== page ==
A reason for leaders to learn to tell tales; 100 reasons procrastination is keeping you from being an innovator; and CEOs toughen up, Navy SEAL-style.
Read about all this and more in this week’s top five most-clicked links in SmartBrief on Leadership:
- Why CEOs should learn to tell stories
- 100 reasons you’ll never be an innovator
- Teach your workers to do without you, says JetBlue chief
- Ex-Navy SEAL starts boot camp for bosses
- War breaks out between would-be Morgan Stanley chiefs
Jack Welch, according to Fortune magazine, had another key priority as CEO of General Electric: evaluating people.
Selecting, training, developing and evaluating people might be a company’s prime directive.
As a senior leader, your role is to “evaluate the evaluators.” Not only must you consider how well they are doing numbers-wise but also how well they are performing people-wise.
In this video, I pose three questions leaders must ask themselves when judging the talent and skills of their people.
Your people are your company’s chief asset; your executive team is your chief responsibility. (read more…)
Two weeks ago, we asked: Have you posted the new National Labor Relations Board poster on employee rights?
- No, the requirement doesn’t apply to our business: 35.29%
- Not yet, but we will have it posted before the law takes effect: 24.51%
- I don’t know about this; tell me more: 20.59%
- Yes: 19.61%
The National Labor Relations Board recently issued a ruling requiring all employers subject to the National Labor Relations Act to notify employees of their rights under the act by posting a notice in the workplace. The ruling states that the notice must be posted by Nov. 14, even if a business is non-union.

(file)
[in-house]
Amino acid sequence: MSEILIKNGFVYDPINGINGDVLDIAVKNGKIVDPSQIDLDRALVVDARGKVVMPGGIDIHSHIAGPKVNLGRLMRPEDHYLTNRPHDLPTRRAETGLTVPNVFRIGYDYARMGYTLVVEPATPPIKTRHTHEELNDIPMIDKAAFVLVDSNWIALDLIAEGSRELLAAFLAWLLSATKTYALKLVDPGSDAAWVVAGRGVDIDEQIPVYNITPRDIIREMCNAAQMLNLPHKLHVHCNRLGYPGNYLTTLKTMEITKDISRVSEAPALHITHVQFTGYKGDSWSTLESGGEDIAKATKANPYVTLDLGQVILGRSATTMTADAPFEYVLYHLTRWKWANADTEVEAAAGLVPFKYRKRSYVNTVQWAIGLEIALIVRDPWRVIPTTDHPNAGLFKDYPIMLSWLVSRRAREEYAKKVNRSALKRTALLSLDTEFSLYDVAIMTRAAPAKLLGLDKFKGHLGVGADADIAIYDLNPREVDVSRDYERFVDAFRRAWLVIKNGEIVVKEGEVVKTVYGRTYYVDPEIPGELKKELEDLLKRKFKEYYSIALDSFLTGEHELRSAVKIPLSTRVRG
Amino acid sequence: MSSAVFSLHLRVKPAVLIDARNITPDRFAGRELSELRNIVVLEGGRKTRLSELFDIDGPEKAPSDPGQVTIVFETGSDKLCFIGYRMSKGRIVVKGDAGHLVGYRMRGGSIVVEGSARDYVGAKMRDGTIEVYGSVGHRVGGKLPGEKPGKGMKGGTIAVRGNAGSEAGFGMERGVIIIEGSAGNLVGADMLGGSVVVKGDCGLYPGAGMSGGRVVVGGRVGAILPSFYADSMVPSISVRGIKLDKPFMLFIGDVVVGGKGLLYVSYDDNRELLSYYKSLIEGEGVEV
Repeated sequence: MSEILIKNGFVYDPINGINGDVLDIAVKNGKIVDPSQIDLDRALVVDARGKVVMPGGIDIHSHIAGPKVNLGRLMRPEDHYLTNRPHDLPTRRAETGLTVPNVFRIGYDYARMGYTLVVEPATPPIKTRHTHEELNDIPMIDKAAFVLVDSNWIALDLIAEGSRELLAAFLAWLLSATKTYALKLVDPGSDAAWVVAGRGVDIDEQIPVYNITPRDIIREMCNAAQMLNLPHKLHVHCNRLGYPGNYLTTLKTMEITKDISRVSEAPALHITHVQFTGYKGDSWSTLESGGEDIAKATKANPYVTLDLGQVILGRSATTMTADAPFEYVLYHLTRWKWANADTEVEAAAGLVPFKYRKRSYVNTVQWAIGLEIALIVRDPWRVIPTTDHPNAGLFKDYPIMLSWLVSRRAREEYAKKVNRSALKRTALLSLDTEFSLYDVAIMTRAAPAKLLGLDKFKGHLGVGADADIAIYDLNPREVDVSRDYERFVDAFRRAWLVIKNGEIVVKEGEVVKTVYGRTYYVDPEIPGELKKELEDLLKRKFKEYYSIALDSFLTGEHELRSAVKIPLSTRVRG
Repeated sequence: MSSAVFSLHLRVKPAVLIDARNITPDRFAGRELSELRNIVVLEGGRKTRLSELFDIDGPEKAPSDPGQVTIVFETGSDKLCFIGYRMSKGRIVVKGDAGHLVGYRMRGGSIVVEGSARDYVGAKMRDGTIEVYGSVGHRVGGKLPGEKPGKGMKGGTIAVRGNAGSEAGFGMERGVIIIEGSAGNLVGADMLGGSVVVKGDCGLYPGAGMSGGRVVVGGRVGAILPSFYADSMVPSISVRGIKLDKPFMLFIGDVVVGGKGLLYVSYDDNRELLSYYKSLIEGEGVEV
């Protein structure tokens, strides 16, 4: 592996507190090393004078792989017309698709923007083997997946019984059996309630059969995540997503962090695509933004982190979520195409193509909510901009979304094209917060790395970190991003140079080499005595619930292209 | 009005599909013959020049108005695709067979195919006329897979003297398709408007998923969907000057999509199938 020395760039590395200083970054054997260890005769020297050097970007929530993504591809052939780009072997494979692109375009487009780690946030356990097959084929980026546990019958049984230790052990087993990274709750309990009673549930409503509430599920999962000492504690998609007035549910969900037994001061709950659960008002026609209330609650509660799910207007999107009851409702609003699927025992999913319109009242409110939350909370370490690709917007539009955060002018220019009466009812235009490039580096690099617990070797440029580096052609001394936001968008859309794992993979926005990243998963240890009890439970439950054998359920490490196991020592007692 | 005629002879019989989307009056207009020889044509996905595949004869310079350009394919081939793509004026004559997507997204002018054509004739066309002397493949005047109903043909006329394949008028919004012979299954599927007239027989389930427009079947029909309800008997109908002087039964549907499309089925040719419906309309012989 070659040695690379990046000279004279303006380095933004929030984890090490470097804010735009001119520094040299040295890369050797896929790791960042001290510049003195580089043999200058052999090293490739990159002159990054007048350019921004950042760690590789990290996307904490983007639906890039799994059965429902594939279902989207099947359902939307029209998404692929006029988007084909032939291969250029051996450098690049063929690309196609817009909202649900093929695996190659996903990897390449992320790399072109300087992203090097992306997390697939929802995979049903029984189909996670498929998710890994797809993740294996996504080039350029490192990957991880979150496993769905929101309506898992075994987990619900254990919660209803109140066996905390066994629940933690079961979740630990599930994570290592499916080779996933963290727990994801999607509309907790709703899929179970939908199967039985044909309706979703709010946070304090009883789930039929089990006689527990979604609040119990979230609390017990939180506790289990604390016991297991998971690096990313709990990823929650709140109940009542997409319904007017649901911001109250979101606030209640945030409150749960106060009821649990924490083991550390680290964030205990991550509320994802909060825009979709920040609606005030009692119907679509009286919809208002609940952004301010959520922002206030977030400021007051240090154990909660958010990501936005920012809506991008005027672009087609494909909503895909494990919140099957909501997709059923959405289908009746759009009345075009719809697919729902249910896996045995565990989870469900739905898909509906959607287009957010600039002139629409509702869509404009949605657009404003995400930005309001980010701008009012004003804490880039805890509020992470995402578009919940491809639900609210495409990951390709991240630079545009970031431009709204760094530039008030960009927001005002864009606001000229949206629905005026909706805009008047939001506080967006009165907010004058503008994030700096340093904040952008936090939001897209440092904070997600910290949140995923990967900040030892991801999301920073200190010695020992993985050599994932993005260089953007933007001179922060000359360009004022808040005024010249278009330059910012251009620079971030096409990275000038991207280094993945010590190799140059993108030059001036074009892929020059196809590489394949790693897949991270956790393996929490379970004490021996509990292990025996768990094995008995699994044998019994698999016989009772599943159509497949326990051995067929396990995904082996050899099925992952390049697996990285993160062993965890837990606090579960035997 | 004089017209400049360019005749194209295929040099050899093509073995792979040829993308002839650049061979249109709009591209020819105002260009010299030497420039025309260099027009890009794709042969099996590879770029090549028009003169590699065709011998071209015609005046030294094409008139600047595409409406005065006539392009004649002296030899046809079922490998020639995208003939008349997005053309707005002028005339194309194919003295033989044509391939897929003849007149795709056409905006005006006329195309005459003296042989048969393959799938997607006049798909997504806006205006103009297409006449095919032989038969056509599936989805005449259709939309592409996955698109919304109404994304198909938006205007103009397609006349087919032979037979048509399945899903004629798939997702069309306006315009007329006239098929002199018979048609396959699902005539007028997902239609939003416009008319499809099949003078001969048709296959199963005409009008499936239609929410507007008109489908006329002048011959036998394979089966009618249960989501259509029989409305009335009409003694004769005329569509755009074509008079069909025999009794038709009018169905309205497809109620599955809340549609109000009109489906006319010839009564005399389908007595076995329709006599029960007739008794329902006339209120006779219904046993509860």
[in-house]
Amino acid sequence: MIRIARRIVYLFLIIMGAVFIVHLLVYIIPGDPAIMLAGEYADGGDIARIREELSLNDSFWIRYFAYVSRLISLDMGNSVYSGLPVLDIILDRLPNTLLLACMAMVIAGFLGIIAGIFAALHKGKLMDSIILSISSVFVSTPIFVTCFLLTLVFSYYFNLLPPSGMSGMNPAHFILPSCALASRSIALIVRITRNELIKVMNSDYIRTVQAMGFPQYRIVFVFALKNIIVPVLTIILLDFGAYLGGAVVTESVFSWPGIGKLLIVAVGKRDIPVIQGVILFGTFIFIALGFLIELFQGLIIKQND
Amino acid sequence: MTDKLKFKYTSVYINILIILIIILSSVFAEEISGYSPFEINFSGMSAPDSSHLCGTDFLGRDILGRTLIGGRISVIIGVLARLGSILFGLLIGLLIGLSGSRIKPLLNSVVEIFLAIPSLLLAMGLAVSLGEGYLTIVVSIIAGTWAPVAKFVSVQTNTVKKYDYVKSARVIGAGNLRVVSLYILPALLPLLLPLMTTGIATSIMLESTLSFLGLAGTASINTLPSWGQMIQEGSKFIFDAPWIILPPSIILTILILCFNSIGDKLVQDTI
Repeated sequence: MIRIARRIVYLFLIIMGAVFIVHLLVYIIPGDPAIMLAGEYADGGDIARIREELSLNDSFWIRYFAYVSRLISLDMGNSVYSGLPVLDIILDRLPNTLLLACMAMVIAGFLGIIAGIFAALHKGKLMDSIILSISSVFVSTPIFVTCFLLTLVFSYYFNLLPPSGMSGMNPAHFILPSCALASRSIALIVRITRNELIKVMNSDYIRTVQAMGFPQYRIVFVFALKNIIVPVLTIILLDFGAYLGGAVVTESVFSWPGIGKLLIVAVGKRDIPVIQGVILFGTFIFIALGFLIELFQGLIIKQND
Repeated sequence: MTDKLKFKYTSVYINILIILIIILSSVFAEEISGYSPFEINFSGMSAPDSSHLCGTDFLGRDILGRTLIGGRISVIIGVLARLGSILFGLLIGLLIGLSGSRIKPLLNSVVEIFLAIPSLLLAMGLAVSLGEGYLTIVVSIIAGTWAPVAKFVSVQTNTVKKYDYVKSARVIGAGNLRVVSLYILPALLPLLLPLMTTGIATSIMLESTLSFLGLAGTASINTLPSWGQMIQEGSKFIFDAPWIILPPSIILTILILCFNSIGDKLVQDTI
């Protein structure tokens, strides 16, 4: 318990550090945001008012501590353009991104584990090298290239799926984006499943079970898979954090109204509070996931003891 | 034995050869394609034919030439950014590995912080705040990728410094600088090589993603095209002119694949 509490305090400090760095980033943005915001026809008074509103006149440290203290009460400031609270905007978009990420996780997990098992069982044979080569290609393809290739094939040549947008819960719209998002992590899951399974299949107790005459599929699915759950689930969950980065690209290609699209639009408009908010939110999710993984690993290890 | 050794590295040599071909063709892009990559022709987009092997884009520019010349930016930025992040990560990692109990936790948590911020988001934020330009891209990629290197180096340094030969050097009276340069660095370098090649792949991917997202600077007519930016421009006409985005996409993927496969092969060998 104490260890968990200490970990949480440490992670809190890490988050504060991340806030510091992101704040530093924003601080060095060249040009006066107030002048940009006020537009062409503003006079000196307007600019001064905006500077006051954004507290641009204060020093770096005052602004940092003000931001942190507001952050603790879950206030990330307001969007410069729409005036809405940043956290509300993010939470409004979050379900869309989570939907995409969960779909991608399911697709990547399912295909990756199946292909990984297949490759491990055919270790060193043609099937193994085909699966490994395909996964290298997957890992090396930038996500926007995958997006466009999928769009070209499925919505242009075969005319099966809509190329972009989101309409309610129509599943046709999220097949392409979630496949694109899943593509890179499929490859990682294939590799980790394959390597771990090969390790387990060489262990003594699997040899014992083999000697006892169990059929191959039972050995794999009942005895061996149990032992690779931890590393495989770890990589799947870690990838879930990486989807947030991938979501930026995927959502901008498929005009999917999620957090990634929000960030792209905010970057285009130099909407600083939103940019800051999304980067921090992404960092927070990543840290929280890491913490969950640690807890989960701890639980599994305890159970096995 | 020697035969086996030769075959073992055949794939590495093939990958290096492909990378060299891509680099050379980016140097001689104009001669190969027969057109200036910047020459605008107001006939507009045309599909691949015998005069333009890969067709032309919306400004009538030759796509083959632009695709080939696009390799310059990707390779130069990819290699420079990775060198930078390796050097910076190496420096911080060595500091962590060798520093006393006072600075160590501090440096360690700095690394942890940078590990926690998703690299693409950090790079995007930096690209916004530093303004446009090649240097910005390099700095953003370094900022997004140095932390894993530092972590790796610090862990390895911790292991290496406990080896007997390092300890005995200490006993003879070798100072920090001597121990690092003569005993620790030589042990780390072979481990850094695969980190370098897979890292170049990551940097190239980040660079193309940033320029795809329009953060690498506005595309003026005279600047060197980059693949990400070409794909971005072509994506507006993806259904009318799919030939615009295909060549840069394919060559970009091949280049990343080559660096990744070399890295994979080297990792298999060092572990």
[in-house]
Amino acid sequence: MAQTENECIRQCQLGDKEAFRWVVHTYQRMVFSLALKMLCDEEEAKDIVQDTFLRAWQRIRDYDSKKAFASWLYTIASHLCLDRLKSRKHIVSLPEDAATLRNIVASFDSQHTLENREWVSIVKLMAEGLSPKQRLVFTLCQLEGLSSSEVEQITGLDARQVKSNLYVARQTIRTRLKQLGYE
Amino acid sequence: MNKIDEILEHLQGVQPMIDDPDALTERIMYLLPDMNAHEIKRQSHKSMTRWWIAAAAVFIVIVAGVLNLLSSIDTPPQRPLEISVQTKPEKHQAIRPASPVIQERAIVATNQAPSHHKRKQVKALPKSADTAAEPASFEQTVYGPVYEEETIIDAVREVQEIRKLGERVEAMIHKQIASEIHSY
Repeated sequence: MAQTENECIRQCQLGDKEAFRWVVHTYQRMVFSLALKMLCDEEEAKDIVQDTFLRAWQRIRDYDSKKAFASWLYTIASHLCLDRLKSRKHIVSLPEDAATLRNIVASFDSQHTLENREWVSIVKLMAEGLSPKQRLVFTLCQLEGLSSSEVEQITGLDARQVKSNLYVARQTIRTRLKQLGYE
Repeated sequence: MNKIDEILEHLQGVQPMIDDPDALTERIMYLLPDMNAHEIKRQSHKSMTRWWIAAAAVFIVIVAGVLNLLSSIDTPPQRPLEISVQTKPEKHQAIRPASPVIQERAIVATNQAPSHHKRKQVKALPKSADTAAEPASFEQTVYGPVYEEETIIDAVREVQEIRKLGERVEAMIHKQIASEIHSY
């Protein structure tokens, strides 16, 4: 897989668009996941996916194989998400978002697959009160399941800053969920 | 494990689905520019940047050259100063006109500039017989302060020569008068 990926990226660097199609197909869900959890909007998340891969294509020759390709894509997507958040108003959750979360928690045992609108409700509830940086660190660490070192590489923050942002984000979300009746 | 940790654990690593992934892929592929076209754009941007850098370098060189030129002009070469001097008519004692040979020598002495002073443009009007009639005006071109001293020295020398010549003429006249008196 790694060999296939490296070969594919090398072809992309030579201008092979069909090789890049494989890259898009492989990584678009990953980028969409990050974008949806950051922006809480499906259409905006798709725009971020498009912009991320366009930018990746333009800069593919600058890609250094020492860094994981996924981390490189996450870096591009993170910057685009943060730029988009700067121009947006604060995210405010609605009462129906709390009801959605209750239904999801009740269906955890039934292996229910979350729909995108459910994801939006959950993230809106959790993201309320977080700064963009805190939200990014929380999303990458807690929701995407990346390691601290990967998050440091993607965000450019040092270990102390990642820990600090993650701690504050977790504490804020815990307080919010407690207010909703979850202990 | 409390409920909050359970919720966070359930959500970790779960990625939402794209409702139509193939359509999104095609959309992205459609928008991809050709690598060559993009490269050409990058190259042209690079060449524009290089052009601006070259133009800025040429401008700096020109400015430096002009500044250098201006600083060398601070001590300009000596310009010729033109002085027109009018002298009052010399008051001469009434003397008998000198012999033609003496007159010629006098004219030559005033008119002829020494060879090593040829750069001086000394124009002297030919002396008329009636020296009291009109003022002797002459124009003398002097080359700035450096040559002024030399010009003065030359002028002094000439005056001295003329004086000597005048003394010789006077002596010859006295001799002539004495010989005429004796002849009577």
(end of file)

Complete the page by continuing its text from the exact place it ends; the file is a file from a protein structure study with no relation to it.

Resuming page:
The act is broad and extends to many private-sector employers. Any organization that questions whether this rule applies to it should seek legal advice for confirmation. (read more…)
I attended — and tweeted from — the Center for the Polyurethanes Industry’s Technical Conference in Nashville, Tenn. One of the highlights of the annual event is the presentation of the Polyurethane Innovation Award, which helped close the conference Wednesday. Of 14 entrants, three finalists emerged, with Albemarle winning.
Polyurethane is by nature a flexible polymer, so a steady stream of products and innovative uses might not surprise. What CPI tries to do at its annual Technical Conference, however, is determine which innovation presents the most significant and original benefits. Conference attendees vote among three finalists during the conference’s opening session, with the award presented at the closing session.
This year, the finalists for the Polyurethane Innovation Award — Dow Chemical, Cannon and Albemarle — presented different ways of improving existing products and applications, with varying benefits in production, performance, efficiency and environmental impact. A bit more about each, and what benefits you might see in everyday life: (read more…)
Last week, we asked: Would you consider using games to increase your salespeople’s interest in training?
- Yes, we already have and it’s great: 33.33%
- Yes, but we haven’t done it yet: 32.48%
- Yes, we already have, but it didn’t work so well: 23.93%
- No: 10.26%
The key to training and motivating salespeople is keeping them engaged and making them feel a part of the process. Using games is one way to do this, especially because it gives you the opportunity to underscore your key learning takeaways so they will stick. If the game reinforces a training technique and the salesperson has fun engaging in the game, then it’s going to increase the odds that the salesperson will apply the technique in the field. (read more…)